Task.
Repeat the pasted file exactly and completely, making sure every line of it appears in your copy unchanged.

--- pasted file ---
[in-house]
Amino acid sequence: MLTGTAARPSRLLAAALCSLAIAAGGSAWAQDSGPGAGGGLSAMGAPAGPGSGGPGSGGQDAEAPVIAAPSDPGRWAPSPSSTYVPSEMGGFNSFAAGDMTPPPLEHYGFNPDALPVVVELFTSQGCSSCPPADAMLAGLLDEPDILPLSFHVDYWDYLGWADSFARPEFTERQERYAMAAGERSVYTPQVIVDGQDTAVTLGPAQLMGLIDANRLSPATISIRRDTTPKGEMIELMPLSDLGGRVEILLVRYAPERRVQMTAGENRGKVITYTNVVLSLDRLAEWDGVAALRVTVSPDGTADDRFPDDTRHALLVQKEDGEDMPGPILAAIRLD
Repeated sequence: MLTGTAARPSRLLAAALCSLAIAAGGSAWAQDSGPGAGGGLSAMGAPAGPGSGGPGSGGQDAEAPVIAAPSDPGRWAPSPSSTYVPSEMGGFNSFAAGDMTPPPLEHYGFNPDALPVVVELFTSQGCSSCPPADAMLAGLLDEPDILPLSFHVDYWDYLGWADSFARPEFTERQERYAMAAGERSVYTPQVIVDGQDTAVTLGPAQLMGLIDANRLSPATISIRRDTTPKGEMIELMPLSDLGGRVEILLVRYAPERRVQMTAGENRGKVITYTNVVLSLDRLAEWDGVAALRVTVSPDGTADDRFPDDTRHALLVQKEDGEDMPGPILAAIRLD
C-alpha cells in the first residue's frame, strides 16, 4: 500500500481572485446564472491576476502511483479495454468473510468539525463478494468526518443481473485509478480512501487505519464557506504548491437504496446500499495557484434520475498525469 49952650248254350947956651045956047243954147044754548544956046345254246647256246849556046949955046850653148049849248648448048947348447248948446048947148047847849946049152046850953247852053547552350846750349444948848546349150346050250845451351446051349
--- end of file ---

[in-house]
Amino acid sequence: MLTGTAARPSRLLAAALCSLAIAAGGSAWAQDSGPGAGGGLSAMGAPAGPGSGGPGSGGQDAEAPVIAAPSDPGRWAPSPSSTYVPSEMGGFNSFAAGDMTPPPLEHYGFNPDALPVVVELFTSQGCSSCPPADAMLAGLLDEPDILPLSFHVDYWDYLGWADSFARPEFTERQERYAMAAGERSVYTPQVIVDGQDTAVTLGPAQLMGLIDANRLSPATISIRRDTTPKGEMIELMPLSDLGGRVEILLVRYAPERRVQMTAGENRGKVITYTNVVLSLDRLAEWDGVAALRVTVSPDGTADDRFPDDTRHALLVQKEDGEDMPGPILAAIRLD
Repeated sequence: MLTGTAARPSRLLAAALCSLAIAAGGSAWAQDSGPGAGGGLSAMGAPAGPGSGGPGSGGQDAEAPVIAAPSDPGRWAPSPSSTYVPSEMGGFNSFAAGDMTPPPLEHYGFNPDALPVVVELFTSQGCSSCPPADAMLAGLLDEPDILPLSFHVDYWDYLGWADSFARPEFTERQERYAMAAGERSVYTPQVIVDGQDTAVTLGPAQLMGLIDANRLSPATISIRRDTTPKGEMIELMPLSDLGGRVEILLVRYAPERRVQMTAGENRGKVITYTNVVLSLDRLAEWDGVAALRVTVSPDGTADDRFPDDTRHALLVQKEDGEDMPGPILAAIRLD
C-alpha cells in the first residue's frame, strides 16, 4: 500500500481572485446564472491576476502511483479495454468473510468539525463478494468526518443481473485509478480512501487505519464557506504548491437504496446500499495557484434520475498525469 49952650248254350947956651045956047243954147044754548544956046345254246647256246849556046949955046850653148049849248648448048947348447248948446048947148047847849946049152046850953247852053547552350846750349444948848546349150346050250845451351446051349